Prof. Bo Rothstein of Gothenburg’s University’s Quality of Government Institute  is a supporter of the Glorious Blues. Not Chelsea, but sixteen times Swedish champions FF Malmo. His presentation to SSEES’s politics centred on Anti-Corruption Indirect Big Bang Approach  was, however, strictly Premier League stuff. The issue, as he explained to our medium sized but on-the-ball audience, was in fact one less one of politicians taking the occasional (or not so occasional) backhander as of institutions in much of the world delivering or not delivering basic public goods such as clean water and  health, which left some people literally dying of corruption  – and of repeated failed attempts to find a magic bullet to slay corrupt, inefficient institutions and the informal structures that underpinned them. 
Both marketisation and democratisation had failed in this role, often merely transforming the problems into slightly new guise (or even aggravating them). As Robert Putman had realised individual-level incentives  based on expectations of other people locked in corrupt (and non-corupt) behaviour – although unlike Putnam he did not think that associationalism was related to social capital., meaning there was no easy  macro- institutional fix – or even a not-so-easy cultural one. Sadly, therefore corrupt, dysfunctional institutions were in many ways the norm and well governed Weberian states in Europe and North America the exception: why it should be asked was Sweden with large bureaucracies and large welfare programmes was not (as it should be) a cesspool of corruption and patronage-driven instability ?
Rally backing Indonsia’s anticorruption committee – Photo Ivan Atmanagara .
The answer his research (and new book – forthcoming with Chicago University Press later this year) suggested he key he argued – awkwardly from a normative point of view – was, rather than (electoral) democracy,  liberal state impartiality (and/or citizens’ sense of it) constituted the most effective means of dealing a ‘big bang’ blow (over a 10-20 year timescale). Delving into the Swedish (and British/Scandinavian)  experience to find how corupt tax-farming and aristocratic rent-seeking in public office turns into squeaky clean public admininistration (Swedish foreign arms sales excepted) through historical case studies had proved inconclusive: several historians sent into the archives to do the job had (intellectually speaking) disappeared iwithout trace and drowned in the mass of documentation. It seemed, however, that an indirect strategy, partly triggered by political choices and partly by the imperatives of technological modernization was the key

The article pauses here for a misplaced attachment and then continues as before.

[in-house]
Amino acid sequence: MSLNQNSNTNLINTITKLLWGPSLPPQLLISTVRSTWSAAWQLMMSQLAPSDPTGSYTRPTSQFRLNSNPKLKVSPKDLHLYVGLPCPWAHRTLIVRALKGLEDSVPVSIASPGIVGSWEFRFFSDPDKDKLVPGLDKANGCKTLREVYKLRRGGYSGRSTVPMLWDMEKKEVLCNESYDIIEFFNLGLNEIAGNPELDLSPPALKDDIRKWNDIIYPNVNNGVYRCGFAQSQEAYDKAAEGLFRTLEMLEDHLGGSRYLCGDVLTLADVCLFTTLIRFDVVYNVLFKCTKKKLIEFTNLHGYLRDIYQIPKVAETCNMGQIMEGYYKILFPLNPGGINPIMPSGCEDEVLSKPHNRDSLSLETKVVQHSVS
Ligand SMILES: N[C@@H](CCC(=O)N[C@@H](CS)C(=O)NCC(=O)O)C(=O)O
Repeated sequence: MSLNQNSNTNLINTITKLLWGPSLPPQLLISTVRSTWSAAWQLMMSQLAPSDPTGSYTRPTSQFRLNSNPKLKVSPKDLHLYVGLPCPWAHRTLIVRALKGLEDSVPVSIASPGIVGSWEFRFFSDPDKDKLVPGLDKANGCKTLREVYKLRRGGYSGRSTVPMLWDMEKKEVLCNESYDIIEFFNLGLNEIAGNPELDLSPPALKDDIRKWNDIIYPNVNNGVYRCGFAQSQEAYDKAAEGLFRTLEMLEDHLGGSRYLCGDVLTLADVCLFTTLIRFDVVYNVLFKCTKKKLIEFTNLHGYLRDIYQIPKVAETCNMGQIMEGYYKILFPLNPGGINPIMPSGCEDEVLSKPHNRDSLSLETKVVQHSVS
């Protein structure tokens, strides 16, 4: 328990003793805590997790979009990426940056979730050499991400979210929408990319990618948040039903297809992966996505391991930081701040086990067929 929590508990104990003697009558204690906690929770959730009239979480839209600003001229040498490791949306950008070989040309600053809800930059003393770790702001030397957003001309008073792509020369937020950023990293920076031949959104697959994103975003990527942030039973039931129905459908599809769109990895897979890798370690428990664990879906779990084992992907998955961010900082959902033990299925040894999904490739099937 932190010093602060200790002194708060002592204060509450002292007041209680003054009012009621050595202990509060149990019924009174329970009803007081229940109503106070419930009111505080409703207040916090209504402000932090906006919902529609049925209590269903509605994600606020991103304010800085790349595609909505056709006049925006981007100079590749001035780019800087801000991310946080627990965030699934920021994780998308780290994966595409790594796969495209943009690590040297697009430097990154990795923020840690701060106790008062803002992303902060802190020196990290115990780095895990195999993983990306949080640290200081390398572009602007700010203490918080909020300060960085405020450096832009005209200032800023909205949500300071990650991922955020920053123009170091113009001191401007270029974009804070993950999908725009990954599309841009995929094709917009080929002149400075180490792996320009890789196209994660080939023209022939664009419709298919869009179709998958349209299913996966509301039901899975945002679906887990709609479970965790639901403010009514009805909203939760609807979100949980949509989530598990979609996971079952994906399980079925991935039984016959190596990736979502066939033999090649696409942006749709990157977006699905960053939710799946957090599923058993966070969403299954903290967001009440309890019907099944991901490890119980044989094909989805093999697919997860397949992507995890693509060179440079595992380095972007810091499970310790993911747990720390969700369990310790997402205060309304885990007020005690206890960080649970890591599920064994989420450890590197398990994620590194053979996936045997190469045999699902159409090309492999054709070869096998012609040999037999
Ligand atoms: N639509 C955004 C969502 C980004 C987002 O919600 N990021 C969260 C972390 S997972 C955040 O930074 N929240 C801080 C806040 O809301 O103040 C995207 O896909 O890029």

Questions centred on whether his understand of democracy was not, in fact, a diminshed subtype (along the lines of Zakaria’s notions of democracy-as-elections) and whether the British colonial legacy played a role. As for patriotic Brits it did not: the new book contained a paired case study of Singapore and Jamaica in the new book (also available here as a working paper) examined how – despite seemingly better prospects Jamaica had sunk into corruption and stagnation, while ethnically divided Singapore had prospered although as one questioner suggested with a population the size of Brighton and Hove, the island state was an outlier rather than blueprint for the development of good governance.
All in all, big answers to big questions with a refreshingly wide range of cases and mehthods, rather than political science navel gazing we usually too often go in for.